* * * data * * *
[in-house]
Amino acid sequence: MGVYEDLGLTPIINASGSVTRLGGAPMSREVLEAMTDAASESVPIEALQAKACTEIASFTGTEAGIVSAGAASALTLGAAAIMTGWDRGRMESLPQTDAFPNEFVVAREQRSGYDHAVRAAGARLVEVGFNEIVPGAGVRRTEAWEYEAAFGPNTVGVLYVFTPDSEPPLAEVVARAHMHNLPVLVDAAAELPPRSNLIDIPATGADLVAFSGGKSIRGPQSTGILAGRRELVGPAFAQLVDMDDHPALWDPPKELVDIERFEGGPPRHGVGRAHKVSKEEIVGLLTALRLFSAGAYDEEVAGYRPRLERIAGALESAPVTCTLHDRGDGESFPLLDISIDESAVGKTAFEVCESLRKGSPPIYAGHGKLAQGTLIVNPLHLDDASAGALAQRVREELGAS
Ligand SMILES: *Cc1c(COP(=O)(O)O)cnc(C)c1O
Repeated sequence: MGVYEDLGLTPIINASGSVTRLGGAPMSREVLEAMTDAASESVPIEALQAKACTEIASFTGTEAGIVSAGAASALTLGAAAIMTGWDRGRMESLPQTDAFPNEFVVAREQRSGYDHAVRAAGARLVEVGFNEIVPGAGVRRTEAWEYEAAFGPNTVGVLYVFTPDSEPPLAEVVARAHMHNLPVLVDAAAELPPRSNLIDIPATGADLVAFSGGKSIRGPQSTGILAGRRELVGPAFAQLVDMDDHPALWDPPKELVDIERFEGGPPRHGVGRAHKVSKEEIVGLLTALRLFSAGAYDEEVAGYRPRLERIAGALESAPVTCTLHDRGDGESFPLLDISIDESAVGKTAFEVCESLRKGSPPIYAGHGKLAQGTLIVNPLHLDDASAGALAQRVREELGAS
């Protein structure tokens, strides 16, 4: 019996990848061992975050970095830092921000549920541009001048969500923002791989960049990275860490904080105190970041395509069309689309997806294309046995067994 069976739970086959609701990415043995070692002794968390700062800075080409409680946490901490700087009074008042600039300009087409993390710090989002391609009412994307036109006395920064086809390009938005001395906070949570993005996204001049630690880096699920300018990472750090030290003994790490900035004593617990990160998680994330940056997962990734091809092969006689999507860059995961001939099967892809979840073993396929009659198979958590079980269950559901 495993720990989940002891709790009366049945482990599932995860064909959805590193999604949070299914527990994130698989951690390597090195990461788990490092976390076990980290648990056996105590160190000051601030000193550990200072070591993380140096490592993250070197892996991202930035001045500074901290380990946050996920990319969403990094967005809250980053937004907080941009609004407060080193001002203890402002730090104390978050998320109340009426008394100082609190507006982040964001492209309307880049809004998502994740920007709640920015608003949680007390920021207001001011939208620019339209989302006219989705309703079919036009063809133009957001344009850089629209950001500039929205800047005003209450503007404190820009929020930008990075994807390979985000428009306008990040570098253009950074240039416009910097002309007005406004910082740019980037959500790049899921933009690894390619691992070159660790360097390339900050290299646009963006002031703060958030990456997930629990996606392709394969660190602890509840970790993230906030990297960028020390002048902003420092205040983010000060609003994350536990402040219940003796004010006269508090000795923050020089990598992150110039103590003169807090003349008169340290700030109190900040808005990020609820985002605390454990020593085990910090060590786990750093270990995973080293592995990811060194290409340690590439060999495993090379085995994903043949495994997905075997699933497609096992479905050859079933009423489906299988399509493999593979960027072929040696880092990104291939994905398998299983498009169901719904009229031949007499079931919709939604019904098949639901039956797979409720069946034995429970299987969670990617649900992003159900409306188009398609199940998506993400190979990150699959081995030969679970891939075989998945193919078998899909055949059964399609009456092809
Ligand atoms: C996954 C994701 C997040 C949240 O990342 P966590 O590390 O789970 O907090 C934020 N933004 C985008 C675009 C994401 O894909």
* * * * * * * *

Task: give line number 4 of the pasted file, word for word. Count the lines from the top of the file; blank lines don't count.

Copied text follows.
Repeated sequence: MGVYEDLGLTPIINASGSVTRLGGAPMSREVLEAMTDAASESVPIEALQAKACTEIASFTGTEAGIVSAGAASALTLGAAAIMTGWDRGRMESLPQTDAFPNEFVVAREQRSGYDHAVRAAGARLVEVGFNEIVPGAGVRRTEAWEYEAAFGPNTVGVLYVFTPDSEPPLAEVVARAHMHNLPVLVDAAAELPPRSNLIDIPATGADLVAFSGGKSIRGPQSTGILAGRRELVGPAFAQLVDMDDHPALWDPPKELVDIERFEGGPPRHGVGRAHKVSKEEIVGLLTALRLFSAGAYDEEVAGYRPRLERIAGALESAPVTCTLHDRGDGESFPLLDISIDESAVGKTAFEVCESLRKGSPPIYAGHGKLAQGTLIVNPLHLDDASAGALAQRVREELGAS